Nov. 19, 2018, © Leeham News: Collision on Tenerife is a new book that dissects the worst accident in aviation history, the collision between two Boeing 747s operated by Pan American World Airways and KLM Royal Dutch Airlines.
The accident on Tenerife Island on March 27, 1977, killed 583 passengers and crew on the two airplanes. Only 61 survived, all on the Pan Am flight.
It was the worst death toll of any aviation accident.
The particulars are well known to any airline aficionado. These flights, and many others, were diverted to the single-runway airport on Tenerife when a bomb went off in the airport terminal at their nearby destination. This event was the subject of several documentaries, including this one which may be seen on YouTube.
By the time these two flights were cleared for takeoff to the original destination, after the airport reopened, fog rolled in over Tenerife. The number of airplanes diverted blocked part of the taxiway and the airport parking ramp, forcing KLM and Pan Am to taxi down the single runway.
KLM moved first. After it turned 180 degrees into position for takeoff, Pan Am was still on the runway, having missed its turnoff in the fog. The KLM pilot jumped the gun and started his take-off roll, due in part to imprecise language from the control tower, in part due to his own errors, and in part due to cross-talk of KLM, Pan Am and the controllers all using the same radio channel.
The pilots spotted each other’s airplanes through the fog too late for Pan Am to clear the runway into the grass and too late for KLM to abort the takeoff. The KLM pilot “horsed” his airplane off the runway before it was ready to fly; it collided with Pan Am and the rest is well-known history.
Author Jon Ziomek recounts these mistakes leading up to the crash. What he then does is take the reader through second-by-second, first- and second-hand accounts of the surviving passengers on the Pan Am flight: the horror of those on the right side of the airplane who saw the lights of the speeding KLM 747. The bewilderment of those on the left side who saw the Pan Am pilots was turning his airplane onto the grass. The confusion, stunned and in some cases frozen responses of passengers who survived and of some of those who didn’t.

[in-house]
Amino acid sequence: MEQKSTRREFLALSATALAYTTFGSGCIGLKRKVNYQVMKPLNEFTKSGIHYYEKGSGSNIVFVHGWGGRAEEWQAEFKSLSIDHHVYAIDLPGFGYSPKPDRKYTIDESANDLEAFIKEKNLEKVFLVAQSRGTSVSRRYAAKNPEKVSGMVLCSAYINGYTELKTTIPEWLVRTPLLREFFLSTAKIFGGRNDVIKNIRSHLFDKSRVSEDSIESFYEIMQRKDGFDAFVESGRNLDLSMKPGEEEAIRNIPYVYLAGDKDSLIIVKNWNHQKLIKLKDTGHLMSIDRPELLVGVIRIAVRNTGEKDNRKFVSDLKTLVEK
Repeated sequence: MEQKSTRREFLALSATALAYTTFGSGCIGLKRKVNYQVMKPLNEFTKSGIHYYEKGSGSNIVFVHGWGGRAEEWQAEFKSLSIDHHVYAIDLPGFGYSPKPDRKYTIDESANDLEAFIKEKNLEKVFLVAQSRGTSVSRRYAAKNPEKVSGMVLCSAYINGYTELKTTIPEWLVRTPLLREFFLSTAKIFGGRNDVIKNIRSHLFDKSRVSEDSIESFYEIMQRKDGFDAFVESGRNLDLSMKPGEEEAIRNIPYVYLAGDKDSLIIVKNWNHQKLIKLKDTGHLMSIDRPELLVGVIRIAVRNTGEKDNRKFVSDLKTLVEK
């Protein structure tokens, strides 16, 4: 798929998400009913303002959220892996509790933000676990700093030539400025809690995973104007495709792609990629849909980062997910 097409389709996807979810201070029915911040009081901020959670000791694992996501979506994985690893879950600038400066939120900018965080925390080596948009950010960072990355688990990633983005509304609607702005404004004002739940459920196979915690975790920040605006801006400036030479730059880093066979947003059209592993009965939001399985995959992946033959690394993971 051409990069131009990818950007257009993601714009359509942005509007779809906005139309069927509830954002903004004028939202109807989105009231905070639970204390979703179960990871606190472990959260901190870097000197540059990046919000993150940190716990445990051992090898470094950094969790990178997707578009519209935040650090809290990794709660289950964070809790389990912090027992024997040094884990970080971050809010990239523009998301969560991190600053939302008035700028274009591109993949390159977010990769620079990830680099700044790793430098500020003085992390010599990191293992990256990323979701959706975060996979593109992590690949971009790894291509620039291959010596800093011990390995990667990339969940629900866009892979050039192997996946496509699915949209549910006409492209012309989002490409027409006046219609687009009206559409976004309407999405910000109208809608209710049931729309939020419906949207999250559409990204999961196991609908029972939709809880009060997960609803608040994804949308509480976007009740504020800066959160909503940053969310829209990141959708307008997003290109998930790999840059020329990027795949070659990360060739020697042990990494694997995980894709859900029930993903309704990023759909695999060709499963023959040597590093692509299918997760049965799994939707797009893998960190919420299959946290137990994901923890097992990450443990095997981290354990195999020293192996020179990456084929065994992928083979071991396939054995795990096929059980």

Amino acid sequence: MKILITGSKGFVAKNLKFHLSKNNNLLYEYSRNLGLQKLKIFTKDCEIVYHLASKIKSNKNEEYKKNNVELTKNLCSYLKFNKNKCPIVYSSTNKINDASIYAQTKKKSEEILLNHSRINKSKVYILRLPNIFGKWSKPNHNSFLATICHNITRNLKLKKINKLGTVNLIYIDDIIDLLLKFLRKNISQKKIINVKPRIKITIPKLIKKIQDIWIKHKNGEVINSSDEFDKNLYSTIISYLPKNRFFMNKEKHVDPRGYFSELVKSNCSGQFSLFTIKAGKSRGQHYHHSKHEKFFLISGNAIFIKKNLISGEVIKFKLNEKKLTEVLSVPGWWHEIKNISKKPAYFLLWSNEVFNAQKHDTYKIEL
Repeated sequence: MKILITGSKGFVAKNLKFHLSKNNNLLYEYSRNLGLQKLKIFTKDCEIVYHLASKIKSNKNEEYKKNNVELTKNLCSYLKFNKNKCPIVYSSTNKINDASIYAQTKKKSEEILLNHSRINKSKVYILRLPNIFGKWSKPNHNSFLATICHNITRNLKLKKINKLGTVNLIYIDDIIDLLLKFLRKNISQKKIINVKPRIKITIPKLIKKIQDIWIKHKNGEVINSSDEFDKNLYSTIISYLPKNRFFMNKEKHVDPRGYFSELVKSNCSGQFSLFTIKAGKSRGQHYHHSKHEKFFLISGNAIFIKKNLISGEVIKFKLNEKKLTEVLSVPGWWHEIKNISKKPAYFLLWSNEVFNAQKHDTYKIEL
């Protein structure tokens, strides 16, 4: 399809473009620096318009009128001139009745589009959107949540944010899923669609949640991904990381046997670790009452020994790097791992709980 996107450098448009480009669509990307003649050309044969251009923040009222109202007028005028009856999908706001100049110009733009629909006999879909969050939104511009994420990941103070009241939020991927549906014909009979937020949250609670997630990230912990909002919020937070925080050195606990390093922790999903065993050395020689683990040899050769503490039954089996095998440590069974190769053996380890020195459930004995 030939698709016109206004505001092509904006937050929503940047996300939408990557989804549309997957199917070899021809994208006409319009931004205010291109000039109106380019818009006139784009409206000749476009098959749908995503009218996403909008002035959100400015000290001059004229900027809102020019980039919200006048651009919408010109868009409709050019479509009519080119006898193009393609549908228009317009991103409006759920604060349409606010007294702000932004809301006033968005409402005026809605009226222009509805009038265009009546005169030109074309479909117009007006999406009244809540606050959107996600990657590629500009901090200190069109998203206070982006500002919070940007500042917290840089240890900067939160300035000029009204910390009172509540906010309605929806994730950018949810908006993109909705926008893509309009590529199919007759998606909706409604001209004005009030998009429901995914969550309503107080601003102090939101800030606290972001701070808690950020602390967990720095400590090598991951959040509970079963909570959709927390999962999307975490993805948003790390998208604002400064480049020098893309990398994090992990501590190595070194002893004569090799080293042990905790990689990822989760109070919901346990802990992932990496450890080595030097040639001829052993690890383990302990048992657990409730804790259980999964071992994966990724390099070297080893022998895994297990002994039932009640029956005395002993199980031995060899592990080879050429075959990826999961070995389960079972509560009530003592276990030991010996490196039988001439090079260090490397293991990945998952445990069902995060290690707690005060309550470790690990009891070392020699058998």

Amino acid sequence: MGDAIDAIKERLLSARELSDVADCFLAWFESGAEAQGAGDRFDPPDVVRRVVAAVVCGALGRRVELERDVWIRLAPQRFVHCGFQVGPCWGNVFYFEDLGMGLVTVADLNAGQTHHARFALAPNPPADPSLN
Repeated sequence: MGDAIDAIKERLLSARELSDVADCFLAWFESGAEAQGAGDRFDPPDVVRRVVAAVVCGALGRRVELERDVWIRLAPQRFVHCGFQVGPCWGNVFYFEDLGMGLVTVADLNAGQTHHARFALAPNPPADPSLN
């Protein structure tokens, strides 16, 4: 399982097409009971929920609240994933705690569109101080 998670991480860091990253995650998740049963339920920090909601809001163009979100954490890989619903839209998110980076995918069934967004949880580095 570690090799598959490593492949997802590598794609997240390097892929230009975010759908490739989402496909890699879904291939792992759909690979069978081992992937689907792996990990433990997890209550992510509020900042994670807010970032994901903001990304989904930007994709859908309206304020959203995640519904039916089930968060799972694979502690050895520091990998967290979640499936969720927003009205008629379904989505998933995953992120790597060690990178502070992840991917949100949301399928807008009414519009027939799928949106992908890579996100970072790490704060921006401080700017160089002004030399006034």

Ziomek takes the reader through how passengers escaped and some of the difficult choices many had to make, leaving loved ones or friends and strangers behind. He explains what was going on in the control tower and how, because of the fog, they weren’t initially aware of the horrific collision.
He details precisely where the KLM 747 struck the Pan Am 747. He takes the reader with some of the passengers and their post-accident trauma.
Some of the detail makes for difficult reading. But it’s also important reading, providing those a clear understanding why listening to pre-takeoff safety announcements remains critical to survival and how psychology can freeze some people in a crisis while others spring into action.
Collision on Tenerife: The How and Why of the World’s Worst Aviation Disaster. By Jon Ziomek with special material from Caroline Hopkins. Post Hill Press, © 2018. $27.